The first gas stoves were developed already in the 1820s, but these remained isolated experiments. (James Sharp patented a gas stove in Northampton, England in 1826 and opened a gas stove factory in 1836.) At the World Fair in London in 1851, a gas stove was shown, but only in the 1880s did this technology start to become a commercial success. The main factor for this delay was the slow growth of the gas pipe network.
The first gas stoves were rather unwieldy, but soon the oven was integrated into the base and the size reduced to fit in better with the rest of the kitchen furniture. In the 1910s, producers started to enamel their gas stoves for easier cleaning. A high-end gas stove called the AGA cooker was invented in 1922 by Swedish Nobel prize winner Gustaf Dalén. It is considered to be the most efficient design and is a much sought after kitchen "must have" in certain circles—despite the hefty price tag.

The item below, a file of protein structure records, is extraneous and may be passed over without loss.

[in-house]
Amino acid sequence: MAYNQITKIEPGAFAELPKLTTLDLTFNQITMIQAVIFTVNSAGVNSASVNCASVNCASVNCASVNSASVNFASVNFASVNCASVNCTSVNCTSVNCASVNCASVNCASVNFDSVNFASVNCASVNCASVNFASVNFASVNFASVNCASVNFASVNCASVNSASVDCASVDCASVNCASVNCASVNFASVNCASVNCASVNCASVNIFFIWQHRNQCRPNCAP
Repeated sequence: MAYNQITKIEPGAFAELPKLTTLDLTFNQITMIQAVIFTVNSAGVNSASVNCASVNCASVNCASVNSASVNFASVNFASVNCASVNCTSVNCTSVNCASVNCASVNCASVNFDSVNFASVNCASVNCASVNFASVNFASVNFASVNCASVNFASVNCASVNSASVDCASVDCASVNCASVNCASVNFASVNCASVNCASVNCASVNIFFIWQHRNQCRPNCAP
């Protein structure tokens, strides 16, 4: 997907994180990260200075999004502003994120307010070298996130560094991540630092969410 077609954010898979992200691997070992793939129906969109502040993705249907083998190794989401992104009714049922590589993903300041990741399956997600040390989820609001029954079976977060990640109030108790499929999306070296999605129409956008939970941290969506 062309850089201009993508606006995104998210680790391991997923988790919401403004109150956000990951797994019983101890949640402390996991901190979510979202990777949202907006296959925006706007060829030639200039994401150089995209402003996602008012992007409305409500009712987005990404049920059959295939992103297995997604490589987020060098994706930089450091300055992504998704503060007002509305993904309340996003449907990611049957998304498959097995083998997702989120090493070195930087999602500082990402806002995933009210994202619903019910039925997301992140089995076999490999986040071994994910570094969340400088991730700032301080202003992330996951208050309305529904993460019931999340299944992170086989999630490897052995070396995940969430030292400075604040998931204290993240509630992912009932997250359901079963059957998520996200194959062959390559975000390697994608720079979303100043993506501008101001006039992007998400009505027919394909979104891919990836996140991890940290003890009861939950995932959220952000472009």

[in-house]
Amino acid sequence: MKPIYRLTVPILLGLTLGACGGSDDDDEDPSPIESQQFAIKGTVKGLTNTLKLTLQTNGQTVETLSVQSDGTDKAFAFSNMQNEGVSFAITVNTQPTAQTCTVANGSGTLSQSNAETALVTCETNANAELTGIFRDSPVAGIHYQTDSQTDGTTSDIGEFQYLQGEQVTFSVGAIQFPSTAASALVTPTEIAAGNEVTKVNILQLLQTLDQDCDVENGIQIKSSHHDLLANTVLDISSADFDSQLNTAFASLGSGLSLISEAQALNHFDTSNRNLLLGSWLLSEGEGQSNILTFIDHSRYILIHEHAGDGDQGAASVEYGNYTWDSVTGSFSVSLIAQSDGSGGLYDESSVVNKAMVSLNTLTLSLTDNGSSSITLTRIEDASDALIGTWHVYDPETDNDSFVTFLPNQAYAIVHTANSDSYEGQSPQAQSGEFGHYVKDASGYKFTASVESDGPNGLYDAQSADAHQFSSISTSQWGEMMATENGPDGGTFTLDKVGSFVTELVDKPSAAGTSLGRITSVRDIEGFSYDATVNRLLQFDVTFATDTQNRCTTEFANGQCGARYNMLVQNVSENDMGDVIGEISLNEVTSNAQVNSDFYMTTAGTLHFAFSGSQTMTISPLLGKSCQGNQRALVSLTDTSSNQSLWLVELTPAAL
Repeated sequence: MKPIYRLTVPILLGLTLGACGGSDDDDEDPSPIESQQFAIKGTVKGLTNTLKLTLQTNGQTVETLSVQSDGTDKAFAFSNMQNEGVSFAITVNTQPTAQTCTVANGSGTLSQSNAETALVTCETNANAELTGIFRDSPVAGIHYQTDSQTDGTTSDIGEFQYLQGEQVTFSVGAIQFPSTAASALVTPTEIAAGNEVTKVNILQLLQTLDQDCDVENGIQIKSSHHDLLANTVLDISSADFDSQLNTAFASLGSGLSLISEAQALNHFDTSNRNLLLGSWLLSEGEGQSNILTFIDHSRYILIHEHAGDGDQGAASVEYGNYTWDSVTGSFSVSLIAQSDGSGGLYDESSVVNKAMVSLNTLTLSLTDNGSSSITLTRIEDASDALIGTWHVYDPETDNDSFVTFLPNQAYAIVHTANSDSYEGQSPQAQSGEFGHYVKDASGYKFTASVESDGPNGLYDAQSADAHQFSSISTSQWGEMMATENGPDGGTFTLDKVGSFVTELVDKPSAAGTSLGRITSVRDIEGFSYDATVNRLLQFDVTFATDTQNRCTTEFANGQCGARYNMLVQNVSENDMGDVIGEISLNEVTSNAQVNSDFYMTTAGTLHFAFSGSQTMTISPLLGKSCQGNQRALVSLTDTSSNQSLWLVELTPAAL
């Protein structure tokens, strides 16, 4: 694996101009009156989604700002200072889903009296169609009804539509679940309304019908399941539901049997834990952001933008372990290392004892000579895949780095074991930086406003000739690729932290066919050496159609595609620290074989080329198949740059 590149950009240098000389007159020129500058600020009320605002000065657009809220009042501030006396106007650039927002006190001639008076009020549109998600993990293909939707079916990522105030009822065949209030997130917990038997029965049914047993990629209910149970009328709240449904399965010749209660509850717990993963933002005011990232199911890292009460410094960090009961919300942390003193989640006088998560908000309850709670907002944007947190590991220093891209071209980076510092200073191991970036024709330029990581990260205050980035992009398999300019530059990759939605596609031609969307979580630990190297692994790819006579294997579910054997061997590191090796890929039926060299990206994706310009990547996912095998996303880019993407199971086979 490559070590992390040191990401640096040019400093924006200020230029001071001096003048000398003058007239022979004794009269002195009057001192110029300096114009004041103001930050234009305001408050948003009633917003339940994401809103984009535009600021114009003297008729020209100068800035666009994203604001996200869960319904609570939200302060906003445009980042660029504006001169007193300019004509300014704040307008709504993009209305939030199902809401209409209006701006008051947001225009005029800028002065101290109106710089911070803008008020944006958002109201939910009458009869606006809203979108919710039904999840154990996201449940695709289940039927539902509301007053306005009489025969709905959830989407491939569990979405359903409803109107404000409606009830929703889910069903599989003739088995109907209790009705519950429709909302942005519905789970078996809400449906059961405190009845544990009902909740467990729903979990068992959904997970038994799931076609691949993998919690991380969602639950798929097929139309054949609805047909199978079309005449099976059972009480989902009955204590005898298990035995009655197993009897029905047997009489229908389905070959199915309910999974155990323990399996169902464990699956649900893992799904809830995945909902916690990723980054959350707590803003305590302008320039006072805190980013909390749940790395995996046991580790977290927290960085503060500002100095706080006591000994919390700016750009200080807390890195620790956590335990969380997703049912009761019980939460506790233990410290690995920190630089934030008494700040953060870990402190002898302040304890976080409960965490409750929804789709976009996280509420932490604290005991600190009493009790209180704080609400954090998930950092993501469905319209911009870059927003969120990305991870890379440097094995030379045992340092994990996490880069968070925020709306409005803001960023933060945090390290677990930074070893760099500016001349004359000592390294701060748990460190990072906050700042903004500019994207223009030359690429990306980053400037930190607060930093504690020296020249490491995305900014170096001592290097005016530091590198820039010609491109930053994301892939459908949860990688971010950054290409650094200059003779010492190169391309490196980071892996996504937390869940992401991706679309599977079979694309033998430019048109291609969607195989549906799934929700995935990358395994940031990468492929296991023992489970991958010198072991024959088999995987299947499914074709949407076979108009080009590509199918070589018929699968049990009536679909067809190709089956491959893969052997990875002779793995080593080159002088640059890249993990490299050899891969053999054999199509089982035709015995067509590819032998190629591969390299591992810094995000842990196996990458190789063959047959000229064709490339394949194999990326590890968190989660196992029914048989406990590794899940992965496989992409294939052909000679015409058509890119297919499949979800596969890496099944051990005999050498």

Electric ignition stoves use electric sparks to ignite the surface burners. This is the "clicking sound" you hear just before the burner actually lights. If the power fails, surface burners must be manually match-lit. Electric ignition for ovens uses a "hot surface" or "glow bar" ignitor. Basically it is a heating element that heats up to gas's ignition temperature. A sensor detects when the glow bar is hot enough and opens the gas valve.
A holiday health warning; Harmful gases - carbon monoxide and nitrogen monoxide - are worrisome at Thanksgiving, when gas stoves are on for long periods. Easy steps can mitigate the danger.(VARIETY)
Nov 13, 2001; Byline: Donna Halvorsen; Karen Youso; Staff Writers RSEC: + Felt groggy after last year's Thanksgiving dinner? It may not have...